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  • Writer's pictureVic Bernales

Forgiveness Is Costly


In the normal course of life we hurt people. We say something that wounds, even murders, them. We also do painful things to them. And we often hurt easily and deeply the ones we love or those closer to us deliberately or unintentionally if we are not careful or self-restrained.


There are cases as well that they offend us or do us wrong. And usually it is so easy to get even at them. Patience or forbearance toward others is a real effort for many of us. Forgiveness is quite unnatural for us. Revenge is more likely.


But as we grow in the grace of God and as His mercy in Christ overwhelms us, we learn to understand and forgive those who have hurt and sinned against us. We feel compassion toward them. We try to put ourselves in their shoes. We feel the pain they have caused. We don’t deny them. We don’t pretend we’re not hurt, yet we learn to bear the pain others have afflicted on us.


And that is part of forbearing with and forgiving someone, especially a loved one or a brother (or sister) in the Lord. For the sake of the Lord who suffered for us and for our sake, “Why not rather suffer wrong? Why not rather be defrauded?,” says the apostle Paul to the Corinthians who have complaint against their brethren and they want to bring the matter to a civil court (1 Cor. 6;1, 7).


While there may be a situation when we should bring our grievance against a professing believer before a civil trial court, yet we could also opt to forgive and deal with the hatred and vengeful spirit in us while the case is being heard or settled.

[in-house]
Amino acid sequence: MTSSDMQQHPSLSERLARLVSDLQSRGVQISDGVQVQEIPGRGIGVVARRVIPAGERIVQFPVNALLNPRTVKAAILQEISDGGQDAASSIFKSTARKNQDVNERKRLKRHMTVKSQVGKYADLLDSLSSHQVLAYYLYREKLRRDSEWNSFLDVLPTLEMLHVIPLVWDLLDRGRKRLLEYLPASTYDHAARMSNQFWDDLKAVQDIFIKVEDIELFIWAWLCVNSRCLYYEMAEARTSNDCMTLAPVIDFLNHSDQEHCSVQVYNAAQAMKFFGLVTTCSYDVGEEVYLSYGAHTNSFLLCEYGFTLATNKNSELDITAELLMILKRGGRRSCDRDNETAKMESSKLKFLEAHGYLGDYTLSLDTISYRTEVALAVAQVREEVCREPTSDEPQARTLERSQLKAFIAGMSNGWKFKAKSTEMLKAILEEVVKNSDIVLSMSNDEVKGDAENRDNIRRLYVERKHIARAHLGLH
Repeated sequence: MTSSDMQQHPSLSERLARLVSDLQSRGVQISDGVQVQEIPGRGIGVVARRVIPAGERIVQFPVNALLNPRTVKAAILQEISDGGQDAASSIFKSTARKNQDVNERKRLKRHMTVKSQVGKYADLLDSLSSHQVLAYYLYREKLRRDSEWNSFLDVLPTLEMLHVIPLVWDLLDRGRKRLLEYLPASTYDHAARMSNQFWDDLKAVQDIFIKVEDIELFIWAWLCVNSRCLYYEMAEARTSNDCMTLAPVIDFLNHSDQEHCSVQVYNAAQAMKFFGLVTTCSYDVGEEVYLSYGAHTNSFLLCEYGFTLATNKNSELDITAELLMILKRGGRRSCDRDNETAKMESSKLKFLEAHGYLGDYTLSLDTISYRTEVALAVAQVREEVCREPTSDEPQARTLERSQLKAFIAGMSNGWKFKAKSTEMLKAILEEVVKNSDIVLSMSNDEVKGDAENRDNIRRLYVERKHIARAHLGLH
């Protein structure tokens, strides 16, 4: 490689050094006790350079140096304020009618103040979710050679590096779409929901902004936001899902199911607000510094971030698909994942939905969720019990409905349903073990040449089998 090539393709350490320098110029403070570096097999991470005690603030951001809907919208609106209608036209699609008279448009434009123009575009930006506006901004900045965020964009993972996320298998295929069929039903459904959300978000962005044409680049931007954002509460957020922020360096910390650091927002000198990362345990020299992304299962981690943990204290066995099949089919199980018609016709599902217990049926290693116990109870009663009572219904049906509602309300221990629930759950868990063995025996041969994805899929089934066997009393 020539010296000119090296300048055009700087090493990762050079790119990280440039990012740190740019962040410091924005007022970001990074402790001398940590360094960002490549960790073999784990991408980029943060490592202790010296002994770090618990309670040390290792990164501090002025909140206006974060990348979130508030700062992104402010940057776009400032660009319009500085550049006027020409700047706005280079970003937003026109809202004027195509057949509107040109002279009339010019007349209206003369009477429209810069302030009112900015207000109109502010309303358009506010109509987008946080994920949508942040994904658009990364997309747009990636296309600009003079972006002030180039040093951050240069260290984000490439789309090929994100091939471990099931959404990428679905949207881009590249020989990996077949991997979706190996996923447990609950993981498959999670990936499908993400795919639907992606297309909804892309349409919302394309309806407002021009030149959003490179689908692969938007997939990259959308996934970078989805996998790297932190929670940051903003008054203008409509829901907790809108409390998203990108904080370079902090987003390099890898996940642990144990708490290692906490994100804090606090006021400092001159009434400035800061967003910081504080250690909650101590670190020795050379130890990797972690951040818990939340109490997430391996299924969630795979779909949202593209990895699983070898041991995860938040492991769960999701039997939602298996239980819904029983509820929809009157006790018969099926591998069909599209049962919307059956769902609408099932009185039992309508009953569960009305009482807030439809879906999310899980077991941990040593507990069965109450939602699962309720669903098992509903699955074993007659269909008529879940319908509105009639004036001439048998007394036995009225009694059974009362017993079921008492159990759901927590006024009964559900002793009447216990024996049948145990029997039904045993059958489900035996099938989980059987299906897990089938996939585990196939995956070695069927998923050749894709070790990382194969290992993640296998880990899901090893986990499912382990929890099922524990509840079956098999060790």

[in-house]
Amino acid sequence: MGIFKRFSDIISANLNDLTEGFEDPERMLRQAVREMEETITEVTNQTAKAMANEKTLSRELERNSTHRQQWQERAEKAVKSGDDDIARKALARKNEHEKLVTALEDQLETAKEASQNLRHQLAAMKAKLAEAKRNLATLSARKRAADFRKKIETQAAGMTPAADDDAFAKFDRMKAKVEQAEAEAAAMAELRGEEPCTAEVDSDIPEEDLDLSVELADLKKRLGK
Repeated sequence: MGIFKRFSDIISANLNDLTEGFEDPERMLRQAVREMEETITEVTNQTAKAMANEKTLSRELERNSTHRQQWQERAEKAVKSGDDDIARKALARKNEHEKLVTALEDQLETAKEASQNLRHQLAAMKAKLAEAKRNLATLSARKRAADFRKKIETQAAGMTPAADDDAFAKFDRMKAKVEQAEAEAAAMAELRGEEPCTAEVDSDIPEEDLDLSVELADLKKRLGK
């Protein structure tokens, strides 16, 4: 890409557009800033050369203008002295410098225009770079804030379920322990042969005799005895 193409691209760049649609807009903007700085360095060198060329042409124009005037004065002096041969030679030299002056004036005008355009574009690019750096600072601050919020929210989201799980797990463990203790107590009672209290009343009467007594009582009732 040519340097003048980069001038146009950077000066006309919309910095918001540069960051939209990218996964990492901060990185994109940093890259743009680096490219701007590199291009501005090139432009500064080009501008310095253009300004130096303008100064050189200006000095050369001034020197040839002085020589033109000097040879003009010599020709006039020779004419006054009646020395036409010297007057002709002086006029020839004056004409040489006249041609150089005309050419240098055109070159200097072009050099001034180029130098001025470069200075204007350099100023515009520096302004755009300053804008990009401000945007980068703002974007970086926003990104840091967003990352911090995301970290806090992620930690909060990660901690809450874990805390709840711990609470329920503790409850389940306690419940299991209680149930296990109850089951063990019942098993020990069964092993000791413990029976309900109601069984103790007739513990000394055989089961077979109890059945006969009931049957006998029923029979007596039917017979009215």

Forgiveness is never easy. "Forgiveness can be a costly activity," says Ken Sande. "When you cancel a debt, it does not just simply disappear. Instead, you absorb a liability that someone else deserves to pay."

He continues, "Similarly, forgiveness requires that you absorb certain effects of another person’s sins and you release that person from liability to punishment. This is precisely what Christ accomplished on Calvary" ("The Peacemaker").


Dave Harvey, in his book "When Sinners Say 'I Do'", adds, "Without understanding the depth of our sin against God and the riches of his forgiveness toward us, we will never be able to forgive others."


Forgiveness is undeserved. We cannot require others to forgive us. We can plead for mercy and ask for forgiveness. Forgiveness must be freely given. It is granted to those who deserve punishment for the wrong they have done. That's why granting someone forgiveness is an act of grace and mercy.


We are sinners by nature. We have not only offended our families and relatives and friends but also God, who is our Creator and Lord.


But thanks be to God that in Him there is hope for us who are offenders by nature. In Christ we learn to confess and repent from our sins.


We also begin to overlook some offenses and seek reconciliation with those who have sinned against us. We realize that they are still like us, capable of doing dumb things.


Imitating God in His love and kindness is now becoming second-nature to us who are born from above. We start living a life of love toward others, getting rid of bitterness from our hearts, and forgiving another from the heart the way God forgave us in Christ (cf. Eph. 4:31-32).

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